THEATRE: Burglar steals a heart

A LOVE song can help change people’s lives. The actors appearing  in the comedy  Love Song have certainly faced new challenges in rehearsing the work.

Theo Rule, a master of physical comic roles, is cast in Stooged Theatre’s production as Beane, a toll-booth operator who hides away as a recluse in a barely furnished flat and is verbally challenged.

One night he comes home to find that his flat has been burgled. Not only that, but the female burglar is still there, and she berates him for not having the mementoes that people cherish.

The burglar, Molly, is played by Giverny Lewis in this show that has a week’s season at Newcastle’s Civic Playhouse, opening on March 6.

Lewis notes that she has frequently played characters who become tougher as a story develops.

‘‘This is different,” she said. 

“Molly becomes softer as she interacts with Beane, although she sees nothing wrong with the horrendous things she is doing.”

Beane and Molly gradually fall in love, with their relationship a marked contrast to that of Beane’s sister, Joan (played by Amy Vee), and her husband, Harry (Matt Graham).

Joan is a tough businesswoman, firing people for no more than bursting into tears. She and Harry live ordered lives and are continually bickering.

For popular singer Amy Vee, this is the first non-musical role she has played since studying drama at university.

“It’s nice to be out of my comfort zone,” she said.

Matt Graham sees Harry as well-meaning, though he, like Joan, has lost the romantic ideals of their early married life.

“They still enjoy each other’s company, but he’s very pragmatic and logical. He’s also antagonistic and baits people a lot,” he said.

As director John Wood explains, Beane and Joan had childhoods that weren’t ideal, and this affected their adult lives. But gradually, as a result of Molly’s entry into their lives, both couples learn how to interact with other people.

Theo Rule said Beane remarks at one point that love songs have just been noises in his ears for most of his life. Now they make sense to him.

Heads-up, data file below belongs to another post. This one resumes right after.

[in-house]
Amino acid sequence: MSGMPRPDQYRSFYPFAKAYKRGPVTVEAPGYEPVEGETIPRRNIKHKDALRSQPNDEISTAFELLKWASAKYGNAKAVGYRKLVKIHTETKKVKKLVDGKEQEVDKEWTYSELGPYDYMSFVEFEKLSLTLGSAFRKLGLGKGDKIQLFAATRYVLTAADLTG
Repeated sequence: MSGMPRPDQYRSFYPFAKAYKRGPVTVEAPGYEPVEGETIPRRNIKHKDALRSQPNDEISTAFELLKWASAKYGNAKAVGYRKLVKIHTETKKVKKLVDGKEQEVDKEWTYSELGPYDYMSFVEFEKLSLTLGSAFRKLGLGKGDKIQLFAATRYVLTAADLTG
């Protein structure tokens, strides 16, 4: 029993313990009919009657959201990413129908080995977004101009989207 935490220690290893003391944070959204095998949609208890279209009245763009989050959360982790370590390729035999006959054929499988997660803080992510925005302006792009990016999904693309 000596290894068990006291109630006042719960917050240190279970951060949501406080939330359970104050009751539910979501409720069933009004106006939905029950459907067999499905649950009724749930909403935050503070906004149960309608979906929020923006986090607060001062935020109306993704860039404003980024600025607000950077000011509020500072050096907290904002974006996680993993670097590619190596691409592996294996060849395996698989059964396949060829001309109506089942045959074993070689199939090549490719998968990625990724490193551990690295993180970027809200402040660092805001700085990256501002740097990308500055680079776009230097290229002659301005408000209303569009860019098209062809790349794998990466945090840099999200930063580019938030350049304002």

Love Song, by American playwright John Kolvenbach, was given its premiere production by Chicago’s renowned Steppenwolf Theatre Company in 2006. A London staging the following year saw the play win an Olivier Award nomination for best new comedy, with high praise for the snappy dialogue exchanges.

The play, which has unexpected twists as the story develops, has been popular with audiences.

John Wood said Love Song was about people accepting their faults and changing their lives, with  Rule adding that everyone seeing the show would recognise faults they suffer and hopefully be inspired to do something about them.

When the comedy was given its Australian premiere by the Melbourne Theatre Company in 2008, one reviewer said: ‘‘It manipulates your emotions in much the same way as a good pop song. But there’s nothing wrong with that, when it’s as well achieved as it is here’’.

The play is recommended for audiences aged 14 and over.

 Love Song can be seen at the Civic Playhouse nightly at 8pm from Wednesday, March 6, to Saturday, March 9, plus a 2pm Saturday matinee. Tickets: $25. Bookings: Civic Ticketek, 49291977.

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